Nonpharmacological Interventions for Preventing Rehospitalization Among Patients with Heart Failure: A Systematic Review and Meta-Analysis

Link to article at PubMed

SAGE Open Nurs. 2023 Oct 26;9:23779608231209220. doi: 10.1177/23779608231209220. eCollection 2023 Jan-Dec.

ABSTRACT

BACKGROUND: Heart failure (HF) is the most common condition for rehospitalization among people aged ≥65 years in the United States, with 35,197,725 hospitalizations between 2014 and 2017. Hospitalized patients with HF have the highest 30-day readmission rate (25%). Overall, HF management, despite its progress, remains a challenge. Although several studies have evaluated interventions designed to reduce HF-related hospital readmissions, research comparing their effectiveness remains insufficient.

PURPOSE: This systematic review and meta-analysis focused on studies that investigated the effectiveness of nonpharmacological interventions (NPIs) on reducing rehospitalization among patients with HF.

METHODS: This review conformed to the preferred reporting items for systematic reviews and meta-analyses guidelines, used four databases: Cumulative index to Nursing and Allied Health Literature, PubMed, Cochrane, and Web of Science. Studies were included in the review according to the following criteria: (a) included only randomized control trials (RCTs), (b) included participants with HF who were over 18 years of age, (c) peer-reviewed, (d) written in English, and (e) rehospitalizations occurring within 30-day, 90-day, and 1 year of discharge from the initial hospitalization.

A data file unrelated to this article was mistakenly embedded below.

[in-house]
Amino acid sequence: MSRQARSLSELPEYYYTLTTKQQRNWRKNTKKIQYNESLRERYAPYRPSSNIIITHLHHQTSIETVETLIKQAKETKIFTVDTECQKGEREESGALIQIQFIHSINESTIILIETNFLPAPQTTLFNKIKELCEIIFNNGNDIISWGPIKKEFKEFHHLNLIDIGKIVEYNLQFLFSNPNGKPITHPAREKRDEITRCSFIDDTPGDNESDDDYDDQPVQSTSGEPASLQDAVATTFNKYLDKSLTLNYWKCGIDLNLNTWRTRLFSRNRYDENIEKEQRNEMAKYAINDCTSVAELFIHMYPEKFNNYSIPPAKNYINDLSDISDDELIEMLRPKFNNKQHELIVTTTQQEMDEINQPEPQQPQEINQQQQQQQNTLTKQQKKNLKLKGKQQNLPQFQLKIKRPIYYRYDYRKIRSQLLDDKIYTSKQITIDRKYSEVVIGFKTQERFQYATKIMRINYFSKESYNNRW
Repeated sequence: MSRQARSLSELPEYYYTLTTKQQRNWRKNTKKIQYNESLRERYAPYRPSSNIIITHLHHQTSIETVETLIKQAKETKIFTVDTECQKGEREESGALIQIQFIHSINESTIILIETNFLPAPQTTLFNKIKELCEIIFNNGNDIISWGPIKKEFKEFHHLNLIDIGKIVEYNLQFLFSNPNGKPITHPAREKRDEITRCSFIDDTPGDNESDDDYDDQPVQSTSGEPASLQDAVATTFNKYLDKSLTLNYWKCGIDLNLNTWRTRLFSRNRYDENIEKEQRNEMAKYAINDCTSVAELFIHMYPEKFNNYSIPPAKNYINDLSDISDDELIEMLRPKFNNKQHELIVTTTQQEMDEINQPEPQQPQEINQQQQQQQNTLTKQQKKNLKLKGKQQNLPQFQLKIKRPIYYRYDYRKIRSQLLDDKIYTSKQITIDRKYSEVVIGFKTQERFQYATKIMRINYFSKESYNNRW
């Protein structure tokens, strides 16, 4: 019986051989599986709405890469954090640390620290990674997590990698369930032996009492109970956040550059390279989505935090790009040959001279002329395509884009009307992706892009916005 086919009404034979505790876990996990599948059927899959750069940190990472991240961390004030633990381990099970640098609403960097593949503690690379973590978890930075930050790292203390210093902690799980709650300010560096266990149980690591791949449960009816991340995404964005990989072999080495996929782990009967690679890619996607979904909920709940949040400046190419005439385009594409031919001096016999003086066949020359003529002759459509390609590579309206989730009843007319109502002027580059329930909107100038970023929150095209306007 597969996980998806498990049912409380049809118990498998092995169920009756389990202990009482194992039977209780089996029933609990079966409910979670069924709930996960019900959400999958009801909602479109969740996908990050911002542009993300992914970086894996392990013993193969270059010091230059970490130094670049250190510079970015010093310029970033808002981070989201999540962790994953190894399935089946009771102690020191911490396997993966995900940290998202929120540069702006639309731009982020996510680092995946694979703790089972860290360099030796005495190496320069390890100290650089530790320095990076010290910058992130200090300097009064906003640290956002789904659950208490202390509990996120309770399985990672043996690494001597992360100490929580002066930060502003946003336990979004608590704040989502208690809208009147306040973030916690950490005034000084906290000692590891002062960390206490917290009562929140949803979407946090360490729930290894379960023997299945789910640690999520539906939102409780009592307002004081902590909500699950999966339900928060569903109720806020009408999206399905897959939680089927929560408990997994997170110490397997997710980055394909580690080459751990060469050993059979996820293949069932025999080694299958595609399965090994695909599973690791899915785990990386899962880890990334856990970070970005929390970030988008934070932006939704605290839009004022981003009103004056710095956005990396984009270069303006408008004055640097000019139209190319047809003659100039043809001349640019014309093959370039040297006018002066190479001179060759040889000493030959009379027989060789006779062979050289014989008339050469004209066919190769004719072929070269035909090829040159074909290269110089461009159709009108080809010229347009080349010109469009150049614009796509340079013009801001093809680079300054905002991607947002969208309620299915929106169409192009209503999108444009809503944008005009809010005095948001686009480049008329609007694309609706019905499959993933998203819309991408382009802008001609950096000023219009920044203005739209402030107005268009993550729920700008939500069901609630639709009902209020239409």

RESULTS: Fourteen studies were included, with a total of 2,035 participants. Meta-analysis showed that rehospitalization was different between the intervention and usual care groups. The odds ratio was 0.54 (95% confidence interval [0.36, 0.82, p < 0.01]).

CONCLUSIONS/IMPLICATIONS FOR PRACTICE: NPIs designed to increase HF knowledge and self-management may effectively reduce rehospitalization among HF patients. NPIs can be delivered at the patient's home through visits, phone calls, or digital platforms and technologies.

PMID:37901613 | PMC:PMC10612439 | DOI:10.1177/23779608231209220

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